Saturday, March 26, 2016

Report on Racism in Tunisia

  It's time for Black folks to unite all over the world. Africans in America can lead the way.


Thursday, March 24, 2016

Negro migration during the war

by Scott, Emmett Jay

Published 1920

In the preparation of this study I have had the encouragement and support of Dr. Robert R. Moton, Principal of the Tuskegee Normal and Industrial Institute, Alabama, who generously placed at my disposal the facilities of the Institute's Division of Records and Research, directed by Mr. Monroe N. Work, the editor of the Negro Year Book. Mr. Work has cooperated with me in the most thoroughgoing manner. I have also had the support of the National League on Urban Conditions and particularly of the Chicago branch of which Dr. Robert E. Park is President and of which Mr. T. Arnold Hill is Secretary. Mr. Hill placed at my disposal his first assistant, Mr. Charles S. Johnson, graduate student of the University of Chicago, to whom I am greatly indebted. I must also make acknowledgment of my indebtedness to Dr. Carter G. Woodson, Director of the Association for the Study of Negro Life and History, Incorporated, Washington, D.C., for placing at my disposal the facilities of his organization.
The work of investigation was divided up by assigning Mr. Work to Alabama, Georgia and Florida; Mr. Johnson to Mississippi and to centers in Missouri, Illinois, Wisconsin and Indiana, while the eastern centers were assigned to Mr. T. Thomas Fortune, Trenton, New Jersey, a former editor of the New York Age, and a publicist and investigator of well known ability. It is upon the reports submitted by these investigators that this study rests. I can not speak too warmly of the enthusiastic and painstaking care with which these men have labored to secure the essential facts with regard to the migration of the negro people from the South.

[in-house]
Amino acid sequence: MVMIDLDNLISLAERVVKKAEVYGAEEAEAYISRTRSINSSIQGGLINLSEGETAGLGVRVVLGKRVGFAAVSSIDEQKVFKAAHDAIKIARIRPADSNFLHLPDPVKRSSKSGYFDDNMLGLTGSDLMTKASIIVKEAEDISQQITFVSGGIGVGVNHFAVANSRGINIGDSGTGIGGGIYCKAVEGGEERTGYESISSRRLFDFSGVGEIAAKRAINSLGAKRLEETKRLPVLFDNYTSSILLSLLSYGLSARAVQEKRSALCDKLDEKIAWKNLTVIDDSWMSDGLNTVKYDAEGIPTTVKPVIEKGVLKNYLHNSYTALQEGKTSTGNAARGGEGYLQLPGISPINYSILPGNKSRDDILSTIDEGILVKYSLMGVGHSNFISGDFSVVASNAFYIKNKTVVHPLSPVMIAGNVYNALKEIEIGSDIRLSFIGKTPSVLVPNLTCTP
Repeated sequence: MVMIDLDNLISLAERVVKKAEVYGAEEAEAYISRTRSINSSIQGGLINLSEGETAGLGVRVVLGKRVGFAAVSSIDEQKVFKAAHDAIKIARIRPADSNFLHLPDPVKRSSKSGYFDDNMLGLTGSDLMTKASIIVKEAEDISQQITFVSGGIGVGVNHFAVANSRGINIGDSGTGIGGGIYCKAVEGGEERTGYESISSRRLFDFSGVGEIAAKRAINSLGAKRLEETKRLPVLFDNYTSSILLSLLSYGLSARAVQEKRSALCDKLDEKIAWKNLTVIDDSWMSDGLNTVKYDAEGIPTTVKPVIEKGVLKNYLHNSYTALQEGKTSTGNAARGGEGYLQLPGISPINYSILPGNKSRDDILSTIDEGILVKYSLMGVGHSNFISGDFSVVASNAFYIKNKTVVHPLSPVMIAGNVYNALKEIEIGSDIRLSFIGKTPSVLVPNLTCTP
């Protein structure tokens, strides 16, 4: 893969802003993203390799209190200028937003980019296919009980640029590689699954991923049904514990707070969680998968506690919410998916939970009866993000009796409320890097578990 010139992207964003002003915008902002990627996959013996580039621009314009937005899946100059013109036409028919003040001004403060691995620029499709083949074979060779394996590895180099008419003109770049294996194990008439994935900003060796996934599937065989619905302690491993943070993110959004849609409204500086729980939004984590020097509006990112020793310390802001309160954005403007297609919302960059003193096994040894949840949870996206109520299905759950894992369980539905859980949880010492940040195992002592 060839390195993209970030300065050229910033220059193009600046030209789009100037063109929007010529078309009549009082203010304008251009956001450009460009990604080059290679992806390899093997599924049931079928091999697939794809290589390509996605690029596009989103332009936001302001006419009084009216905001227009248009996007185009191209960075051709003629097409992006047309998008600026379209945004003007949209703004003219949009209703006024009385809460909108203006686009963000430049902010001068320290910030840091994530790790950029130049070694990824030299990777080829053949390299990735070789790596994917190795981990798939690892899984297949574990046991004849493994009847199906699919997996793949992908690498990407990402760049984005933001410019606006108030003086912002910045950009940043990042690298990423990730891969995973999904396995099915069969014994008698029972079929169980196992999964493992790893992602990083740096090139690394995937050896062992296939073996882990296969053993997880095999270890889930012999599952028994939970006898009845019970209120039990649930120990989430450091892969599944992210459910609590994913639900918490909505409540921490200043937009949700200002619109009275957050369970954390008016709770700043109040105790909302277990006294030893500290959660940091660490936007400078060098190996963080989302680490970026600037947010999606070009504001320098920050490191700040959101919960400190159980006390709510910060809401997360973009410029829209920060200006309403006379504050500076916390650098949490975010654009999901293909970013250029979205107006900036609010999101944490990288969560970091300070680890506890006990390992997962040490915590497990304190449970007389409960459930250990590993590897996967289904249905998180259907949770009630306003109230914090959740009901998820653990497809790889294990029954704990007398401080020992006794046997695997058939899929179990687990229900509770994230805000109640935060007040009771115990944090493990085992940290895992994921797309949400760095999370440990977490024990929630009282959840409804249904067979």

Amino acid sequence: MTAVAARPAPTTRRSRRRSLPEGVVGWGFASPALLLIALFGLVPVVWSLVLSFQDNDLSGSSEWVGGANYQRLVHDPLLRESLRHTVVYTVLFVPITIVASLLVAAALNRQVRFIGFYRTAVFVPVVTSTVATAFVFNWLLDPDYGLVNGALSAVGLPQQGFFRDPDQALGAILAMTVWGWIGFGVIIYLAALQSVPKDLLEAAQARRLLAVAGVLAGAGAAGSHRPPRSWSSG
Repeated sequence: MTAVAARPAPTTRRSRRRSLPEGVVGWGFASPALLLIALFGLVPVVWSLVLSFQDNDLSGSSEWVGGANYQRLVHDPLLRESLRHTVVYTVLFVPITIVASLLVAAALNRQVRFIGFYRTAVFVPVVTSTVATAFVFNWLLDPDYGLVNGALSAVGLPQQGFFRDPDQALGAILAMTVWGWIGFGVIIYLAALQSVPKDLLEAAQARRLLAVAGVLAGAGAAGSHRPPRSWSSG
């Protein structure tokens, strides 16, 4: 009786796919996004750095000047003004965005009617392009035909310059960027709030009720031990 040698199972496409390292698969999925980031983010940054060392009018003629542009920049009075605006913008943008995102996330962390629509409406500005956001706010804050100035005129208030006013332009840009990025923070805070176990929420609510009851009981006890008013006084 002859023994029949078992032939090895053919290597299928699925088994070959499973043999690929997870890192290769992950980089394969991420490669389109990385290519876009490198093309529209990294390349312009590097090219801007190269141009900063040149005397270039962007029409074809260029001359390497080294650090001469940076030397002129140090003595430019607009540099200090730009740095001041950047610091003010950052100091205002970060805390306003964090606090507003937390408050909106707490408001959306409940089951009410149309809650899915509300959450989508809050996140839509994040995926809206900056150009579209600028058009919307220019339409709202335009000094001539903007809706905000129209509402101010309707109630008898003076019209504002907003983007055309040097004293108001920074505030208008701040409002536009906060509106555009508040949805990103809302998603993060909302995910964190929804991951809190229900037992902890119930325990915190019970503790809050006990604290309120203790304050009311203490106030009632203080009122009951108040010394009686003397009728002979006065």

Emmett J. Scott.
Washington, D.C.,
June 5, 1919.

Wednesday, March 23, 2016

Your right to vote, use it or lose it - Voter Rights Act

The following situation "was" just one of the indirect tactics prohibited by the Voter Rights Act if a district was being redrawn to discriminate or make ineffective the votes of a certain group of people.

"Direct" disenfranchisement refers to actions that explicitly prevent people from voting or having their votes counted, as opposed to "indirect" techniques, which attempt to prevent people's votes from having an impact on political outcomes (e.g., gerrymandering, ballot box stuffing, stripping elected officials of their powers).

Daily Kos "Disenfranchise the poor"

The Lost Promise of the Voting Rights Act

Celebrating African Women Writers

Celebrating African Women Writers